By Published: June 9, 2022

Title image: Signs along the road from Leupp, Arizona to I-40 encourage people on the Navajo Nation to stay at home. COVID-19 hit the nation's Native American population particularly hard. iStock image by Nancy Wiechec on May 5, 2020.

Life expectancy of Native Americans in the United States dropped by a shocking 4.7 years during the COVID-19 pandemic, about three times that of whites and by far the most of any ethnic group, according to new CU Boulder research.

The study also found that in 2021, while its peer countries around the world appeared to rebound from a historic 2020 dip in life expectancy, the U.S. experienced even higher death rates.

“With the wide availability of vaccines in the United States, there was a lot of optimism that 2021 would look better than 2020,” said co-author Ryan Masters, an associate professor of sociology. “That did not happen. The U.S. didn’t take COVID seriously to the extent that other countries did, and we paid a horrific price for it, with black and brown people suffering the most.”

The paper marks the latest in a series co-authored by researchers at Virginia Commonwealth University (VCU) and the Washington-D.C.-based Urban Institute.

The first, published in the British Medical Journal, found that overall U.S. life expectancy plunged by nearly two years between 2019 and 2020, the greatest dip since World War II. 

Racial minorities were hit hardest, with life expectancy slipping 3.25 years among Black Americans and nearly four years among Hispanics during that time, compared to 1.36 years among whites.

Newly available data offers rare glimpse

For the new paper, which has not yet been peer-reviewed, the team looked at official death data for 2019 and 2020 as well as provisional data for 2021 from the National Center for Health Statistics (NCHS), including newly available data on Native American (American Indian/Alaska Native) mortality.

“As a nation, we tend to be blind to health trends in our Indigenous population because of challenges to collecting accurate data,” said co-author Dr. Steven Woolf, director emeritus of Family Medicine and Population Health at VCU. “Our study provides a rare glimpse into the scale of the disparities they live with and reminds us of the need for systemic change.”

Ryan Masters

Ryan Masters

In 2019, the life expectancy of the Native American population in the United States was already the lowest of any racial/ethnic group, at 75 years for women and 68.6 for men. By 2021, those numbers had slipped to 70.4 for women and just under 64 for men.

Previous studies of hospitalized patients have shown that Native Americans died of COVID-19 at a higher rate than any other population. And, according to the Centers for Disease Control, American Indian/Alaskan Native individuals are 1.6 times as likely to be infected with COVID-19, three times as likely to be hospitalized, and twice as likely to die as a result of COVID-19 as whites.

“Native American populations have been ostracized and pushed to the margins to the most extreme extent in this country’s history, so we expected to see a decline in life expectancy,” said Masters, noting that such populations often lack access to vaccines, quality health care and transportation to seek care. “But the magnitude was shocking. You just don’t see numbers like this in advanced countries in the modern day.”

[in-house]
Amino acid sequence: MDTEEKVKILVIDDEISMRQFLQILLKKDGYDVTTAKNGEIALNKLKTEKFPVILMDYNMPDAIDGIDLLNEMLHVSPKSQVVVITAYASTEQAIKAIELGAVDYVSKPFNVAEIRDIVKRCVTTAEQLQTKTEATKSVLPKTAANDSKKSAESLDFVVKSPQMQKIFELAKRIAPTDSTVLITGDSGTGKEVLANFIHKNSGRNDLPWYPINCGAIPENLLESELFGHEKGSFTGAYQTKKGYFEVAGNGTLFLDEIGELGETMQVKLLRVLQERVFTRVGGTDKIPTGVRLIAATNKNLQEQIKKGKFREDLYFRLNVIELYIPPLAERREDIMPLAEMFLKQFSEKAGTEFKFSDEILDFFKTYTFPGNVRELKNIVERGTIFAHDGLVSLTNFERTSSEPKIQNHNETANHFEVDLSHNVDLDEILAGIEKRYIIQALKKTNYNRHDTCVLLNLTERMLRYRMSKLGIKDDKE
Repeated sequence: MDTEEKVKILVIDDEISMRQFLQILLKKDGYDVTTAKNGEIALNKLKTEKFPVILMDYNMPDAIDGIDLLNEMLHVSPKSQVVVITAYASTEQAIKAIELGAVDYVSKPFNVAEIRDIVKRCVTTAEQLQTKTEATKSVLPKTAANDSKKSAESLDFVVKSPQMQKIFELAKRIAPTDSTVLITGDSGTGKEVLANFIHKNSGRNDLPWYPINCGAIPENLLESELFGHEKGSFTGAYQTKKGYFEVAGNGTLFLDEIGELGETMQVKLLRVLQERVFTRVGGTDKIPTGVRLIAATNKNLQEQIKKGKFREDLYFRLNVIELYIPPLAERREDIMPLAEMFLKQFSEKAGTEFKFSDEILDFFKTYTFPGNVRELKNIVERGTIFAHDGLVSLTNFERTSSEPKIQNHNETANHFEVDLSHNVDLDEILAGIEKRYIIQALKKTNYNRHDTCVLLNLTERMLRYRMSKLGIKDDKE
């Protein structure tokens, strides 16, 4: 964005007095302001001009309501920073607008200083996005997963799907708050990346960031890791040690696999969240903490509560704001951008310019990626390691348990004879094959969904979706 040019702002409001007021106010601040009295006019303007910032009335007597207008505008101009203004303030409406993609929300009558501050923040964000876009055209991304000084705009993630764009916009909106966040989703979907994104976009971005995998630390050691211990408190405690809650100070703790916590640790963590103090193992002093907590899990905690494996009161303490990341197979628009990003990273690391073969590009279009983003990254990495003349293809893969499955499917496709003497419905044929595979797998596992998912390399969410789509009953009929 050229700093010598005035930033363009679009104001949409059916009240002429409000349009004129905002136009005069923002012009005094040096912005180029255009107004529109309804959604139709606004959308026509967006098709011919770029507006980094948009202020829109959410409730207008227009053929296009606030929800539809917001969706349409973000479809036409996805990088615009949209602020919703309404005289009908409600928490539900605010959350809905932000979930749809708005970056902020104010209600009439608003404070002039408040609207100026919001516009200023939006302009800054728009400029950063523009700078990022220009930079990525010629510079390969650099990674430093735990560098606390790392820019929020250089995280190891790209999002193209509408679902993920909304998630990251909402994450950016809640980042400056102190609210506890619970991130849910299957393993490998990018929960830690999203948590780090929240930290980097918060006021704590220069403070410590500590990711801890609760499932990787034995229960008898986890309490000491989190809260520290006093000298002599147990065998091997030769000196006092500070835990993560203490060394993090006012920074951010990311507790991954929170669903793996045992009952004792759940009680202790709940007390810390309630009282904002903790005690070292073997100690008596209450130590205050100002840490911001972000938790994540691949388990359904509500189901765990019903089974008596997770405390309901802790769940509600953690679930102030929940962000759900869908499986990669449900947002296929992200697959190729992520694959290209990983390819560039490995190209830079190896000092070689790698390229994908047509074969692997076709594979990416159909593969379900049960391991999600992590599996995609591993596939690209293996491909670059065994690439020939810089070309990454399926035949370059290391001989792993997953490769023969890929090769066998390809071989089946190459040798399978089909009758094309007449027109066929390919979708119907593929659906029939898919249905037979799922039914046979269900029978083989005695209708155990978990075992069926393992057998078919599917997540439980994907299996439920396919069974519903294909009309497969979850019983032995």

While the world bounces back, the U.S. doesn’t

When the researchers looked at data from the Human Mortality Database and other statistical agencies to glean information about 21 other high-income democratic countries, they discovered another troubling trend:

While the rest of the developed world began to rebound from COVID-19’s toll on life expectancy in 2021, the U.S. did not.

Overall, U.S. life expectancy decreased from 78.85 years in 2019 to 76.98 years in 2020, slipping even further to 76.44 years in 2021—a net loss of 2.41 years. Peer countries, in comparison, saw only .55 years of lost life expectancy between 2019 and 2020 and a 0.26 increase between 2020 and 2021.

Researchers noted that life expectancy during the pandemic actually increased in some countries studied, including in Australia, New Zealand, Norway and South Korea.

Masters attributes the United States’ grim numbers to social inequities, systemic racism and health disparities, such as high rates of obesity and heart disease, that existed long before the pandemic.

Curiously, when looking only at 2021, the new study found that the racial group that experienced the sharpest decline in life expectancy was whites. 

The reason is unclear, but Masters suspects high rates of vaccine hesitancy and resistance to mitigation measures among this population may play a role.

The authors chose to post the research online now, on the preprint server medRxiv, because they believed it held an important and timely message.

“I know we are all ready for this pandemic to be over, but I think we need to hold in our collective memory as a nation just what a devastating toll it has taken and realize that, as demonstrated by our peer countries, much of this was avoidable,” said Masters. “By presenting the numbers, we hope to clarify what happened so we can learn from it.”